This past summer, I wrote a few blogs relating to older technologies such as PSTN, SS7, Fax, etc. At Dialogic, part of what we do is live in the world of bridging these older technologies to today. The older technologies live on longer than any of us might imagine, and we have customers who still buy these technologies for various reasons – all revolving around the networks still being used, no matter how much we hear about LTE. And thus, there is business for them and thus, us to be had.
by Jim Machi
Aug 8, 2017 10:11:50 AM
Mobile Virtual Network Operators (MVNOs) are increasingly investing in their own infrastructure. Why? Because running on someone else’s mobile network and trying to differentiate via marketing / branding isn’t good enough anymore. So MVNO’s are putting in some of their own infrastructure to use with the host network to create functional differentiation in addition to the marketing differentiation. 019 Telzar in Israel has recently done this, and it resulted in a 50% increase in its customer base in 5 months. Mobile Virtual Network Enablers (MVNEs) have also emerged to supply the infrastructure differentiation to the MVNO’s, so the MVNO itself doesn’t have to invest in the infrastructure.
Everyone is talking about UC these days. But what is it? And why hasn’t everyone deployed it yet?
First of all, UC is a murky topic. Unified Communications at it’s most basic level is voice, email and presence/IM capability in an application. And some companies are very particular about saying they have UC apps because they have the basic ones. But UC can also mean voice conferencing, video conferencing, text messaging, collaboration / document sharing, and fax. And this contributes to different price points and target market fit.
Back in March, I wrote a blog about the PSTN sunset. But in reality legacy technologies are still in use. I know this since we still sell them. Certainly, IP is growing and SIP Trunking is growing, but for most companies this means a gradual transition, not a full scale wipeout of existing technology.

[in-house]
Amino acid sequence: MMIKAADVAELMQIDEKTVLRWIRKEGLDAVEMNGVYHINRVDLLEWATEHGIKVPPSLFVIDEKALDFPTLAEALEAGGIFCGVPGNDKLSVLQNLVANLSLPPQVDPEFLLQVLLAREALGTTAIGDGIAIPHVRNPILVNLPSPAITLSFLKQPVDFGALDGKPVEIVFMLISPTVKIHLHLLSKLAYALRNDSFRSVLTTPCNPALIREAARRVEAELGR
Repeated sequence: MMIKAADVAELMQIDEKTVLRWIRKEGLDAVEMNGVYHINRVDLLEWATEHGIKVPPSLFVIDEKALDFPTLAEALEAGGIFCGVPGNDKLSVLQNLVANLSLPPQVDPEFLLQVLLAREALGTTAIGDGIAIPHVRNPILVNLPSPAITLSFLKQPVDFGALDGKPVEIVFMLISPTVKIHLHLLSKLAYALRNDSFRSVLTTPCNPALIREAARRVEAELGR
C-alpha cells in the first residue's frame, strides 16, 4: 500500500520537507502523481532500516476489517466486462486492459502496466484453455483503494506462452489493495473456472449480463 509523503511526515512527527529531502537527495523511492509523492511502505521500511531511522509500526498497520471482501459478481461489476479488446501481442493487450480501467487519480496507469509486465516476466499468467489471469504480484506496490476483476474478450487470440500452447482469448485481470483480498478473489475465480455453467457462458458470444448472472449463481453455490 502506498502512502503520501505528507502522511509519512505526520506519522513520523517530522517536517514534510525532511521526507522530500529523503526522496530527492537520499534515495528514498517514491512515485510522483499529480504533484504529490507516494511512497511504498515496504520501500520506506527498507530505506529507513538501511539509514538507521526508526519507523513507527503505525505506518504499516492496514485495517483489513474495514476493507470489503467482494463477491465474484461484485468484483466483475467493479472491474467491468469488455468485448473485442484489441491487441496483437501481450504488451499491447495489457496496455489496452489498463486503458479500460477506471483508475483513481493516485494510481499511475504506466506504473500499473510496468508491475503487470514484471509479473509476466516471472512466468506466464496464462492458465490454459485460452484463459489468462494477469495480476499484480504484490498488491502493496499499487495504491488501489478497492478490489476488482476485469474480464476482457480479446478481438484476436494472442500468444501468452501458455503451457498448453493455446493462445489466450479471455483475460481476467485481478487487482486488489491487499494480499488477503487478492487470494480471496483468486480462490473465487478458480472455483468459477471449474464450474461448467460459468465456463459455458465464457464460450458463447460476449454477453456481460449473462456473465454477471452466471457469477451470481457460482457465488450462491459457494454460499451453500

Last week, I had the pleasure to meet with most of our Japanese fax customers in Tokyo. Fax, like many PSTN technologies, continues to endure and keep going way past what the “pundits” may have predicted. To me, that is because the pundits live in a very advanced world, and don’t understand how economics really shape enterprise business decisions.
I come across many business plans that utilize the Cisco VNI, and these business plans and business often speak of it as gospel. I’ve even seen other analyst reports refer to the Cisco VNI as well. The Cisco VNI has been a great tool for many of us in the industry, and I have been reading it for as long as it’s been available, which is at least 10 years running. And it’s a great tool for sure, one of the best.
But is it right?
by Jim Machi
May 9, 2017 11:35:33 AM
International Telecoms Week (ITW) is where all the interconnect carriers come to work out minutes exchange pricing and routes. Dialogic has had a consistent presence for over 15 years - not because we do any minutes exchange, but because we have a large customer base of carriers using our softswitches and SBCs that do. As such, just like MWC, this is a great place to meet with our customers and prospects.
But this is a challenging industry.
According to some research from the GSMA, all is not lost with the SMS battle against the IP messaging services. With WhatsApp, Facebook Messenger, and WeChat at about 1 billion monthly active users, it would seem that it’s just a matter of time before SMS becomes extinct. However, according to this report, “SMS retains its lead in markets that were early adopters of unlimited SMS bundles,” which makes sense. Start using it and you get used to it, especially if there are no extra charges.
What does this mean for service providers?
Everywhere in the world, small and big enterprises spend a considerable part of their budget on Antiviruses, Firewalls, and other appliances to protect their network and data. The typical network hacker usually targets the larger enterprises which are potentially a better mark with deeper pockets and lucrative secrets to keep. The PBX hacker though does not care about your enterprise size, because you can be as lucrative as any other company one hundred times bigger than you. When telephony shifted to IP, it brought many advantages, but it also exposed the voice to the same threats as the network.